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PDK/Gallup poll finds rising awareness, majority opposition to Common Core
Education Week
While more people know what the Common Core State Standards are than last year, a majority of them oppose the standards, according to the 46th edition of the PDK/Gallup Poll of the Public's Attitudes Toward the Public Schools. Overall, the wide-ranging survey found, 81 percent of those polled said they had heard about the common standards, compared with 38 percent last year. However, 60 percent oppose the standards, generally because they believe the standards will limit the flexibility that teachers have to teach what they think is best.
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ELLs to keep increasing as K-12 schools cross 'majority-minority' threshold
Education Week
The 2014-2015 school year — officially underway in many districts — is expected to be the one in which the nation's K-12 population enters a new era: White students will no longer constitute the majority of public schoolchildren in the United States. Of course, this demographic milestone will remain a projection until we have official school census data that will take the federal government many months to collect and report. But it's still a significant moment in time that raises a whole range of challenges and opportunities for educators.
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Trust, equity and student-centered learning with fourth-graders
MindShift
School administrators are looking to Bring Your Own Device (BYOD) policies as a way to bring technology resources in the community to bear in the classroom when there is little funding for classroom devices. School districts that can afford it are opting to issue school-owned devices to students that stay at school. But the drawback to these types of one-to-one programs is that they don’t allow for anytime/anywhere learning. This article focuses on a fourth grade teacher's use of BYOD to give her students the freedom to work at their own pace, with her guidance.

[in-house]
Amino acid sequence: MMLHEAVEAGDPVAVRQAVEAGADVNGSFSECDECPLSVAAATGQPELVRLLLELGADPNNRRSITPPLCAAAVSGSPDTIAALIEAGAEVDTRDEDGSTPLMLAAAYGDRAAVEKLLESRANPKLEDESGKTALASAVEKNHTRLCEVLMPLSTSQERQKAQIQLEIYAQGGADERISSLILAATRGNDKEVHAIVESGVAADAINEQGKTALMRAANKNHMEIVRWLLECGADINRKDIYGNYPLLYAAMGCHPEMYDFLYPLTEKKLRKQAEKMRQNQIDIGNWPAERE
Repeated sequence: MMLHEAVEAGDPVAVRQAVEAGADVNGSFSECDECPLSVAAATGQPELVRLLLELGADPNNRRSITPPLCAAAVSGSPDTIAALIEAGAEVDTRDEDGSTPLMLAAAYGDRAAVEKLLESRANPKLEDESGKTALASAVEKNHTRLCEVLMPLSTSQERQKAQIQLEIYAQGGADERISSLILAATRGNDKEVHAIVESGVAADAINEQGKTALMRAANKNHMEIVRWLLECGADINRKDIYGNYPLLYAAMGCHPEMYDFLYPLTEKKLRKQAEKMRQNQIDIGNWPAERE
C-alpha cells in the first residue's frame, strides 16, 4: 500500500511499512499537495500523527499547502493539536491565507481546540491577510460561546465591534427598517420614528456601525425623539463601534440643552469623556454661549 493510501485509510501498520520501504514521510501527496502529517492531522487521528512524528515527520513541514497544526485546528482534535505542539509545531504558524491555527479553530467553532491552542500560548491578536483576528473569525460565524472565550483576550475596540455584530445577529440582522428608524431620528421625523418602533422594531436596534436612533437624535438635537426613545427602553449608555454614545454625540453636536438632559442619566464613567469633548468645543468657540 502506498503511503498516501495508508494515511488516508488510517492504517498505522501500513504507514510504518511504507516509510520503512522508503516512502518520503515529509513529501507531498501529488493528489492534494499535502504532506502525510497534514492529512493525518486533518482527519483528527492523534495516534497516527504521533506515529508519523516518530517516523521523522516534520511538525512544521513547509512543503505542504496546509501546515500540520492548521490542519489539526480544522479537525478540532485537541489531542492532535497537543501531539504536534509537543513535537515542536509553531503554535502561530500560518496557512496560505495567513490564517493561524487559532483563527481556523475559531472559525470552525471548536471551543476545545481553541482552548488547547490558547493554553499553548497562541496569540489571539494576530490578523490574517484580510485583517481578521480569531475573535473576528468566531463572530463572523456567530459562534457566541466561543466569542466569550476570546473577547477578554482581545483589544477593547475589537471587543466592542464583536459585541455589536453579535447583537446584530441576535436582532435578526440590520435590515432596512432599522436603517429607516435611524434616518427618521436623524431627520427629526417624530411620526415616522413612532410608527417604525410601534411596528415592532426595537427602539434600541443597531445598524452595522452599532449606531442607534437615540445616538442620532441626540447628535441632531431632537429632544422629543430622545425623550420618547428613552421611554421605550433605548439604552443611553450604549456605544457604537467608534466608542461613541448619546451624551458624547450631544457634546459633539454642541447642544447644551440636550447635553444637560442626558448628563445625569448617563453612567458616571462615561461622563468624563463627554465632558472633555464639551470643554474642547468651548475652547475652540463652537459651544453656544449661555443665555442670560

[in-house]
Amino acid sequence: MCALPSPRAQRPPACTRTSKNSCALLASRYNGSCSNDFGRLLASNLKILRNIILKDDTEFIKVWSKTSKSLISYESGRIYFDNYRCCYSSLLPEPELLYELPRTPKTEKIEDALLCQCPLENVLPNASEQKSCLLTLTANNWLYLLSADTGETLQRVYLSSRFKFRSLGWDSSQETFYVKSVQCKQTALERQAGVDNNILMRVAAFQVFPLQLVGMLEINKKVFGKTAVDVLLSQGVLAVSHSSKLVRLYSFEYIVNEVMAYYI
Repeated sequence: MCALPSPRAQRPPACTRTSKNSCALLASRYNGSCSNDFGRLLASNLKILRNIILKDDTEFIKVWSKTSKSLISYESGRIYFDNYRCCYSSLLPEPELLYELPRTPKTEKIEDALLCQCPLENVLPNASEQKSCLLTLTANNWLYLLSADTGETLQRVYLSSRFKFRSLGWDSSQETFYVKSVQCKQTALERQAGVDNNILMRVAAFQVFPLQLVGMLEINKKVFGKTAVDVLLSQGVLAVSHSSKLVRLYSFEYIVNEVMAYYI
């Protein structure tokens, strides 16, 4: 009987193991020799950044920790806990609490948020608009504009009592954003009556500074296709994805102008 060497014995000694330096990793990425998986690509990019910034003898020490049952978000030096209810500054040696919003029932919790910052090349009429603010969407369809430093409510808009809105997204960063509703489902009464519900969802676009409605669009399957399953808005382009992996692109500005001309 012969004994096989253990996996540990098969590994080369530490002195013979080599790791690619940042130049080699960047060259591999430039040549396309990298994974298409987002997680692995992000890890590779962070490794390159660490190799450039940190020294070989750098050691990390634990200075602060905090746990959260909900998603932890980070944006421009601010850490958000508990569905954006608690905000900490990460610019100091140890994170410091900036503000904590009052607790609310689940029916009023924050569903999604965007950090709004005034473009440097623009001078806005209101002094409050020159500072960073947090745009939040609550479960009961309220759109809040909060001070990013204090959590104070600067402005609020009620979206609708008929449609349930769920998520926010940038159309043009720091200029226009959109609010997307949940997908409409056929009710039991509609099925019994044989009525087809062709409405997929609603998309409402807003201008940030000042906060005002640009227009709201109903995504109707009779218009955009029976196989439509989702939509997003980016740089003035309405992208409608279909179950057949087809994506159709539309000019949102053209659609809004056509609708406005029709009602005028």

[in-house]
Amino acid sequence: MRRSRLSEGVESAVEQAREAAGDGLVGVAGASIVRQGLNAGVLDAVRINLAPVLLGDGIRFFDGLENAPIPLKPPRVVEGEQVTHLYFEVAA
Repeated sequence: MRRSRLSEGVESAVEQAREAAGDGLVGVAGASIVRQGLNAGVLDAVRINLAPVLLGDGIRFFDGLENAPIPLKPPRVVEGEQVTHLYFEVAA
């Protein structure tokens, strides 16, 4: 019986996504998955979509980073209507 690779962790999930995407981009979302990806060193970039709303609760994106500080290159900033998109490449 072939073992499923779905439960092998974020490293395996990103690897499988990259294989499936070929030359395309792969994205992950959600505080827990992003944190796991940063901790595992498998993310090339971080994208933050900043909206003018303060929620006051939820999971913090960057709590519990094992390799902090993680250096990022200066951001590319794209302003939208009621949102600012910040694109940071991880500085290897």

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Looking for similar articles? Search here, keyword BYOD.


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Range of skills students taught in school linked to race and class size
American Sociological Association via Science Daily
Pressure to meet national education standards may be the reason states with significant populations of African-American students and those with larger class sizes often require children to learn fewer skills, finds a researcher.
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Informal education: What students are learning outside the classroom
The Hechinger Report
One thousand hours: That's approximately the number of instructional hours required of U.S. middle school and high school students each year. Four thousand hours: That's approximately the number of hours of digital media content U.S. youths aged 8 to 18 absorb each year.
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Helping students start the year with a positive mindset
Edutopia
For students who have had trouble in school, or who have had a negative summer, it is especially important to get the school year off to a fresh start. And for all students, having a positive mindset makes learning much more likely. Here are three activities to help accomplish these goals.
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Fitness may boost kids' brainpower
HealthDay News
Exercise and brainpower in children may not seem closely related, but a small new study hints that fitness may supercharge kids' minds. The finding doesn't prove that fitness actually makes children smarter, but it provides support for the idea, the researchers said. "Our work suggests that aerobically fit and physically fit children have improved brain health and superior cognitive [thinking] skills than their less-fit peers," said study author Laura Chaddock-Heyman, a postdoctoral researcher with the department of psychology at the University of Illinois at Urbana-Champaign.
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The business of equipment leasing and rental
District Administration Magazine